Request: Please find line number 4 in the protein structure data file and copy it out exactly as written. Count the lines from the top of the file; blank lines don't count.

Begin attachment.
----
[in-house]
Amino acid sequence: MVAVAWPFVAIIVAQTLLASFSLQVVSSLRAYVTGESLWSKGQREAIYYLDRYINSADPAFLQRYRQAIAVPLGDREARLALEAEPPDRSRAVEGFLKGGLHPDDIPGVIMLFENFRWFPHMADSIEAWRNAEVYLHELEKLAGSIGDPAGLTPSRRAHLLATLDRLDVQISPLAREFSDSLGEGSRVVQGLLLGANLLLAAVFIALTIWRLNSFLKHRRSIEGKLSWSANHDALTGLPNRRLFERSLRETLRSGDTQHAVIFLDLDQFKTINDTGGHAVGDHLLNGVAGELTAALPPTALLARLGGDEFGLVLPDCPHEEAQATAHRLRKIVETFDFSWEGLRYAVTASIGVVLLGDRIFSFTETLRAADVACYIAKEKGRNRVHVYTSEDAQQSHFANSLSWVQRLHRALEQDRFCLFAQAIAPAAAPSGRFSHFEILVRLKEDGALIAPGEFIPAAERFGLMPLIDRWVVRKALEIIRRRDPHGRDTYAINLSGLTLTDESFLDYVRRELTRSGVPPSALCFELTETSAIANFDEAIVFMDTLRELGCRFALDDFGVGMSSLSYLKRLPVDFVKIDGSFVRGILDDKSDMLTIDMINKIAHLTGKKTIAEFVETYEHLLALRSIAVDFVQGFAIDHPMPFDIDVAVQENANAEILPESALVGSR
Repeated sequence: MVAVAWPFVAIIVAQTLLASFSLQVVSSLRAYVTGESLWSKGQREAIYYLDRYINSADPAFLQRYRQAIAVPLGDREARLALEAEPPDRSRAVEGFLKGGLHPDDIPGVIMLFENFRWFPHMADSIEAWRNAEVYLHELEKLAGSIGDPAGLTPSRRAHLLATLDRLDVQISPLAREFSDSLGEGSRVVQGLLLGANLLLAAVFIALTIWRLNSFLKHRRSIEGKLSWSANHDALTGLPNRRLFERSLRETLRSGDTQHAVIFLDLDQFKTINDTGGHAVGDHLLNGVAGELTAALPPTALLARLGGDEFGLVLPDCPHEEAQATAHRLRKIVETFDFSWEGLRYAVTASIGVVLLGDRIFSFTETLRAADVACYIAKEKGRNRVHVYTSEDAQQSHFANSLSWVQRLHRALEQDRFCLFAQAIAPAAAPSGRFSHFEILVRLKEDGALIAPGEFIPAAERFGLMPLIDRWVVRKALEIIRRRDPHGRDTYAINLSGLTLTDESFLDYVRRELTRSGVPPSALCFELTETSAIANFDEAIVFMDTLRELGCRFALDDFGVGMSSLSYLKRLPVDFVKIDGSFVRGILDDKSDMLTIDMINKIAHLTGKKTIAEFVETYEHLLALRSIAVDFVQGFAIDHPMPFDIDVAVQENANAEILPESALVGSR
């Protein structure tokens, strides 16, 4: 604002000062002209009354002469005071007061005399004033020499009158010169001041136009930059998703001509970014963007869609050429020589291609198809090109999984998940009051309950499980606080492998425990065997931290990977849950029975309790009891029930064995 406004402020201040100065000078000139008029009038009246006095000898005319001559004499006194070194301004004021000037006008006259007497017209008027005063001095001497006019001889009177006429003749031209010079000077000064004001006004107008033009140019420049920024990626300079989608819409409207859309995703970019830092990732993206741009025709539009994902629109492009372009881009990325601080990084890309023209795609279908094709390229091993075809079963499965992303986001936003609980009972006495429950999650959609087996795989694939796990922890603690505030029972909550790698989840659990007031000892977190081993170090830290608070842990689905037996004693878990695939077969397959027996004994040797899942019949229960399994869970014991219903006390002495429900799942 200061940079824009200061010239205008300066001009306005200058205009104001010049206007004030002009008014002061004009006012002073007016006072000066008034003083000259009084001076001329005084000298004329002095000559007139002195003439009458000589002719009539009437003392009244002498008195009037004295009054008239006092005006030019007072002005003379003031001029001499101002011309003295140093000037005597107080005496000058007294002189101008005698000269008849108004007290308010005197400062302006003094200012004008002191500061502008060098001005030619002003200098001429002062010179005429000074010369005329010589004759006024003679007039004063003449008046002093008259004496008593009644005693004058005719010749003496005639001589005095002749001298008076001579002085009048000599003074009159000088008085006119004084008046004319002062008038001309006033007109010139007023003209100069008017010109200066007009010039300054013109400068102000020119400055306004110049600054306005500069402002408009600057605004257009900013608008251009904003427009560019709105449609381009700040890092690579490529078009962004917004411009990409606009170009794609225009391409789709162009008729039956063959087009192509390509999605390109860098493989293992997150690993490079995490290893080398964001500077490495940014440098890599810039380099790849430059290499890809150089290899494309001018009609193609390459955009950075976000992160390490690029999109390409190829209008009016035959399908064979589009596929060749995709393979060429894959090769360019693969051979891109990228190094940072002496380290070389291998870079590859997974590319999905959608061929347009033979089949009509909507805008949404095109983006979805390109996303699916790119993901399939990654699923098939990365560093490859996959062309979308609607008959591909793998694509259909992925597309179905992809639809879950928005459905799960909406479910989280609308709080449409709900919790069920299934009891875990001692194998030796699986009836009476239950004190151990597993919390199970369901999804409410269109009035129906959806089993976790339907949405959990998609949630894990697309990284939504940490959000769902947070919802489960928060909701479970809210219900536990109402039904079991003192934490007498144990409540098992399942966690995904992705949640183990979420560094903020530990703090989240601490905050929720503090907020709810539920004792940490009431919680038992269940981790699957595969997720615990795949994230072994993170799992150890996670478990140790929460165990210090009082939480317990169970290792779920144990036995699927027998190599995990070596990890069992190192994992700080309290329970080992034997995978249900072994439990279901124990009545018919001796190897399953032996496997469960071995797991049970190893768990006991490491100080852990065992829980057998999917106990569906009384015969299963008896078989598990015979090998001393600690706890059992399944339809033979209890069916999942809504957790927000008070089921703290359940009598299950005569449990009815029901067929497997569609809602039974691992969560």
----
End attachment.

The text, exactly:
């Protein structure tokens, strides 16, 4: 604002000062002209009354002469005071007061005399004033020499009158010169001041136009930059998703001509970014963007869609050429020589291609198809090109999984998940009051309950499980606080492998425990065997931290990977849950029975309790009891029930064995 406004402020201040100065000078000139008029009038009246006095000898005319001559004499006194070194301004004021000037006008006259007497017209008027005063001095001497006019001889009177006429003749031209010079000077000064004001006004107008033009140019420049920024990626300079989608819409409207859309995703970019830092990732993206741009025709539009994902629109492009372009881009990325601080990084890309023209795609279908094709390229091993075809079963499965992303986001936003609980009972006495429950999650959609087996795989694939796990922890603690505030029972909550790698989840659990007031000892977190081993170090830290608070842990689905037996004693878990695939077969397959027996004994040797899942019949229960399994869970014991219903006390002495429900799942 200061940079824009200061010239205008300066001009306005200058205009104001010049206007004030002009008014002061004009006012002073007016006072000066008034003083000259009084001076001329005084000298004329002095000559007139002195003439009458000589002719009539009437003392009244002498008195009037004295009054008239006092005006030019007072002005003379003031001029001499101002011309003295140093000037005597107080005496000058007294002189101008005698000269008849108004007290308010005197400062302006003094200012004008002191500061502008060098001005030619002003200098001429002062010179005429000074010369005329010589004759006024003679007039004063003449008046002093008259004496008593009644005693004058005719010749003496005639001589005095002749001298008076001579002085009048000599003074009159000088008085006119004084008046004319002062008038001309006033007109010139007023003209100069008017010109200066007009010039300054013109400068102000020119400055306004110049600054306005500069402002408009600057605004257009900013608008251009904003427009560019709105449609381009700040890092690579490529078009962004917004411009990409606009170009794609225009391409789709162009008729039956063959087009192509390509999605390109860098493989293992997150690993490079995490290893080398964001500077490495940014440098890599810039380099790849430059290499890809150089290899494309001018009609193609390459955009950075976000992160390490690029999109390409190829209008009016035959399908064979589009596929060749995709393979060429894959090769360019693969051979891109990228190094940072002496380290070389291998870079590859997974590319999905959608061929347009033979089949009509909507805008949404095109983006979805390109996303699916790119993901399939990654699923098939990365560093490859996959062309979308609607008959591909793998694509259909992925597309179905992809639809879950928005459905799960909406479910989280609308709080449409709900919790069920299934009891875990001692194998030796699986009836009476239950004190151990597993919390199970369901999804409410269109009035129906959806089993976790339907949405959990998609949630894990697309990284939504940490959000769902947070919802489960928060909701479970809210219900536990109402039904079991003192934490007498144990409540098992399942966690995904992705949640183990979420560094903020530990703090989240601490905050929720503090907020709810539920004792940490009431919680038992269940981790699957595969997720615990795949994230072994993170799992150890996670478990140790929460165990210090009082939480317990169970290792779920144990036995699927027998190599995990070596990890069992190192994992700080309290329970080992034997995978249900072994439990279901124990009545018919001796190897399953032996496997469960071995797991049970190893768990006991490491100080852990065992829980057998999917106990569906009384015969299963008896078989598990015979090998001393600690706890059992399944339809033979209890069916999942809504957790927000008070089921703290359940009598299950005569449990009815029901067929497997569609809602039974691992969560």